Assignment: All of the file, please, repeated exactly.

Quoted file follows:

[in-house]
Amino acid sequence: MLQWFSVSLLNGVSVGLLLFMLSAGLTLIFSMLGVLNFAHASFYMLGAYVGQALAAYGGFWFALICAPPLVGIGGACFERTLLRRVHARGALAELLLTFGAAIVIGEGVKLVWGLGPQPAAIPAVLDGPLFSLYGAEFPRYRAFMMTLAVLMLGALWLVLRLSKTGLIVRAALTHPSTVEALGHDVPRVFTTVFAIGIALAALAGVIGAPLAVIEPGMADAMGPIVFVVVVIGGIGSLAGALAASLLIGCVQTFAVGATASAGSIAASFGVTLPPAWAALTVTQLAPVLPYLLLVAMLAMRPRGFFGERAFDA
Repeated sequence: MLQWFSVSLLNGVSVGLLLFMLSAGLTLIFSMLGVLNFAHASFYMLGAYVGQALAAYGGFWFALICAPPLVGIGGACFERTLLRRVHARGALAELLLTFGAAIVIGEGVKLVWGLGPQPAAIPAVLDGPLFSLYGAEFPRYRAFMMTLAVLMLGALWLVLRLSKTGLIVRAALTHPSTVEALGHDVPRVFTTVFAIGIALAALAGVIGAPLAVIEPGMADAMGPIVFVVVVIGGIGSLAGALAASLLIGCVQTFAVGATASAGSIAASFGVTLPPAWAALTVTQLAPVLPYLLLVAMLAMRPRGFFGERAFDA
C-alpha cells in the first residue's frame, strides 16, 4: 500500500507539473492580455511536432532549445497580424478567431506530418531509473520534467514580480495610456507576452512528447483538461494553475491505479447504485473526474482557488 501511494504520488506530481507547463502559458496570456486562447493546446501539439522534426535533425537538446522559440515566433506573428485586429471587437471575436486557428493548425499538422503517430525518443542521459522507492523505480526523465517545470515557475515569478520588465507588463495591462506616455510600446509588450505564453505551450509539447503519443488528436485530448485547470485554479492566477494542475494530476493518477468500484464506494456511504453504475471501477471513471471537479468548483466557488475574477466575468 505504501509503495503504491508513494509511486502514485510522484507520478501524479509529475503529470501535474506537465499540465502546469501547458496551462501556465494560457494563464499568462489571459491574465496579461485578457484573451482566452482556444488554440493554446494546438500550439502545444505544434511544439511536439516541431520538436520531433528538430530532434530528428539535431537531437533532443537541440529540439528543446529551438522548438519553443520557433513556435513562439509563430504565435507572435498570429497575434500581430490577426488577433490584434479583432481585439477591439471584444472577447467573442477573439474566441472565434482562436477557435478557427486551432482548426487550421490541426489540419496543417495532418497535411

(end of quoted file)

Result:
[in-house]
Amino acid sequence: MLQWFSVSLLNGVSVGLLLFMLSAGLTLIFSMLGVLNFAHASFYMLGAYVGQALAAYGGFWFALICAPPLVGIGGACFERTLLRRVHARGALAELLLTFGAAIVIGEGVKLVWGLGPQPAAIPAVLDGPLFSLYGAEFPRYRAFMMTLAVLMLGALWLVLRLSKTGLIVRAALTHPSTVEALGHDVPRVFTTVFAIGIALAALAGVIGAPLAVIEPGMADAMGPIVFVVVVIGGIGSLAGALAASLLIGCVQTFAVGATASAGSIAASFGVTLPPAWAALTVTQLAPVLPYLLLVAMLAMRPRGFFGERAFDA
Repeated sequence: MLQWFSVSLLNGVSVGLLLFMLSAGLTLIFSMLGVLNFAHASFYMLGAYVGQALAAYGGFWFALICAPPLVGIGGACFERTLLRRVHARGALAELLLTFGAAIVIGEGVKLVWGLGPQPAAIPAVLDGPLFSLYGAEFPRYRAFMMTLAVLMLGALWLVLRLSKTGLIVRAALTHPSTVEALGHDVPRVFTTVFAIGIALAALAGVIGAPLAVIEPGMADAMGPIVFVVVVIGGIGSLAGALAASLLIGCVQTFAVGATASAGSIAASFGVTLPPAWAALTVTQLAPVLPYLLLVAMLAMRPRGFFGERAFDA
C-alpha cells in the first residue's frame, strides 16, 4: 500500500507539473492580455511536432532549445497580424478567431506530418531509473520534467514580480495610456507576452512528447483538461494553475491505479447504485473526474482557488 501511494504520488506530481507547463502559458496570456486562447493546446501539439522534426535533425537538446522559440515566433506573428485586429471587437471575436486557428493548425499538422503517430525518443542521459522507492523505480526523465517545470515557475515569478520588465507588463495591462506616455510600446509588450505564453505551450509539447503519443488528436485530448485547470485554479492566477494542475494530476493518477468500484464506494456511504453504475471501477471513471471537479468548483466557488475574477466575468 505504501509503495503504491508513494509511486502514485510522484507520478501524479509529475503529470501535474506537465499540465502546469501547458496551462501556465494560457494563464499568462489571459491574465496579461485578457484573451482566452482556444488554440493554446494546438500550439502545444505544434511544439511536439516541431520538436520531433528538430530532434530528428539535431537531437533532443537541440529540439528543446529551438522548438519553443520557433513556435513562439509563430504565435507572435498570429497575434500581430490577426488577433490584434479583432481585439477591439471584444472577447467573442477573439474566441472565434482562436477557435478557427486551432482548426487550421490541426489540419496543417495532418497535411